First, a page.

An API endpoint is the end of an API connection, where an API call is received.
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An application programming interface (API) is a way for an application to request a service from another application. APIs enable developers to avoid rebuilding application features that already exist. An API endpoint is the place where those requests (known as API calls) are fulfilled.
If Alice and Bob are talking to each other on the phone, Alice's words travel to Bob and vice versa. Alice directs her words at the "endpoint" of the conversation: Bob.
Alice: "Hello, Bob" ----------> Bob
Similarly, an API integration is like a conversation. But instead of saying "Hello," an API client says something like "I need some data" to the API server — making an API call. The API server endpoint then says "Here is the data" — an API response. And API endpoints are not physical entities like Alice and Bob; they exist in software, not hardware.
APIs are hosted on one or more servers — specialized computers that store data and execute software programs. Each server "serves" data, content, and software functionality to other devices over the Internet. The API endpoint is almost always hosted on a server.
The other end of the API connection is the API client — the entity requesting services from the API. Some call this the API "user," even though most API calls are automated.
To be usable, an API has to have documentation. The documentation indicates, among other things, what types of requests the API will accept, what the API can do, how it formats its responses, and what its endpoints are. Developers can review an API's documentation and incorporate this information as they build their applications.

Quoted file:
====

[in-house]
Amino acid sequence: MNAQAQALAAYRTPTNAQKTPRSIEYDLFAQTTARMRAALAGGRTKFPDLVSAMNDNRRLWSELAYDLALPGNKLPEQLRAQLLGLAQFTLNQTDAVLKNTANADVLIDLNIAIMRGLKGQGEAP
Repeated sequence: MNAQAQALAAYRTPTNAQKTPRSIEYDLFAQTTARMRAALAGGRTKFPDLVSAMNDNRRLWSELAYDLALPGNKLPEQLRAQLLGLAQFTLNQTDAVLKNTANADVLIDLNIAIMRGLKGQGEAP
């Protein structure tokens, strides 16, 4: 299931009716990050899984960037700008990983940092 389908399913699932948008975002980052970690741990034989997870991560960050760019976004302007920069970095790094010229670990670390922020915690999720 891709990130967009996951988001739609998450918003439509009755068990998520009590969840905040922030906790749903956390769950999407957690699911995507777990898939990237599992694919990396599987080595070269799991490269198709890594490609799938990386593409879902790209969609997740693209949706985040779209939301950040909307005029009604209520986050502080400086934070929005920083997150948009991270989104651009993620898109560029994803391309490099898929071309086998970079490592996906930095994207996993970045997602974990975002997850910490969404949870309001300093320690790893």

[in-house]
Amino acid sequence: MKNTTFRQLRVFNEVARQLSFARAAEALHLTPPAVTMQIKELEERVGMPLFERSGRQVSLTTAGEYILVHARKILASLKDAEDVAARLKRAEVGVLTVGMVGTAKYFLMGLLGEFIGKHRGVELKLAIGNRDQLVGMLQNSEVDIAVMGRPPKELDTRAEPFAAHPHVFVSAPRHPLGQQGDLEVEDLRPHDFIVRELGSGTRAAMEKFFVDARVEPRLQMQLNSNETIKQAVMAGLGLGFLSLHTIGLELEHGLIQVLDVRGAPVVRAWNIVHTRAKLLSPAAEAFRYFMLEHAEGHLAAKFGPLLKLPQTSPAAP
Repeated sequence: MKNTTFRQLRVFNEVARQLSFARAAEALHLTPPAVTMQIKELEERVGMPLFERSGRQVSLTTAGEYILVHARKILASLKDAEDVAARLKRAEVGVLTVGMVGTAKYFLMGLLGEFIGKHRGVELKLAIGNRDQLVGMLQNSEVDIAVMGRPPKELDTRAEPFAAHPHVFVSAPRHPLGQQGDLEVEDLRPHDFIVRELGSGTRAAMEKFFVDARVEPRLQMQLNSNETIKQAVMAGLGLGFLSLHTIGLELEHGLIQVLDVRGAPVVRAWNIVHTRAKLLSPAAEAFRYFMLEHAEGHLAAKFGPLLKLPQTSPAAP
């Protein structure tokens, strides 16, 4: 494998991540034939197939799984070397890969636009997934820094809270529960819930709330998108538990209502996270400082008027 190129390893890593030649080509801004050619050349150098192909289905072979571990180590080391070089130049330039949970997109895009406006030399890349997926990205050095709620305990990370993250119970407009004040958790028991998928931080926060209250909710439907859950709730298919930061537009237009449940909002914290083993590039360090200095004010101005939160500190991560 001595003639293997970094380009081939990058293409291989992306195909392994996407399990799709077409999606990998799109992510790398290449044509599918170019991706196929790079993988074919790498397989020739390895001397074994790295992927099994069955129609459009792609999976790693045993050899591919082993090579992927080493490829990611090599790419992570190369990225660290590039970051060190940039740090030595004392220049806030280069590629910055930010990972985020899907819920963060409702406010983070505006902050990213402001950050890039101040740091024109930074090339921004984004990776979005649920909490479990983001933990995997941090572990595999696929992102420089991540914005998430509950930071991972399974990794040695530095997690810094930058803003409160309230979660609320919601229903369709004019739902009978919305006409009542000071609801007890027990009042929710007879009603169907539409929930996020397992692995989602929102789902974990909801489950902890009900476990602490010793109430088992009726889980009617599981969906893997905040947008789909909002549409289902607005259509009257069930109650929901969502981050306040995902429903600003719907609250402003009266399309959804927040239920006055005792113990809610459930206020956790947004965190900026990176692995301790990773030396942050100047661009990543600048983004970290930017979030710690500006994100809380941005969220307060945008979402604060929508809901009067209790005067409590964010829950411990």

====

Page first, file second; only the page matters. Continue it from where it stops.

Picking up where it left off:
As an example, see Cloudflare's API documentation, including what the endpoints are, here: https://api.cloudflare.com/
Uniform resource locators (URLs) are used for multiple purposes on the web, including locating webpages. For example, the URL for the American English version of this webpage is https://www.cloudflare.com/learning/security/api/what-is-api-endpoint/. When a user enters that URL into their browser, the browser knows where to find this webpage and can load it.
URLs also indicate API endpoints. When Alice and Bob talk on the phone, Alice calls Bob at Bob's phone number. Similarly, an API endpoint URL is like a phone number for making API calls.
An API server can host one or multiple API endpoints, meaning it will accept and process calls directed at those endpoints' URLs. API clients also need to have a URL so that the API server knows where to send its replies, just as Bob and Alice both need a phone number for phone calls between them to work. Developers set this URL when building their applications.
A properly designed API does not accept API calls from just anybody. This would leave the API server open to receiving malicious data from attackers. In addition, API usage often costs money, so in those cases the API server has to check if the API call comes from a paying customer.
For these reasons, the API server has to make sure that the API client where the call comes from is known and trusted. It does this via authentication.
Authentication is the process of verifying identity. Just as there are several ways for a human user to authenticate to a system, there are four main ways that API endpoints can enforce authentication:
In many cases, mutual TLS is the most effective authentication method. For one thing, it authenticates both endpoint and client, not just the client, so both sides can be sure they are receiving data from a legitimate source. It also uses private keys, which are never shared between endpoints and therefore cannot be intercepted in transit. On the other hand, API keys, passwords, and tokens can all be duplicated or stolen.
Cloudflare API Shield uses mutual TLS to authenticate API endpoints and clients, helping protect both sides from an attack. API Shield also offers several other API security features, including rate limiting and data loss prevention (DLP) — learn more about API Shield.
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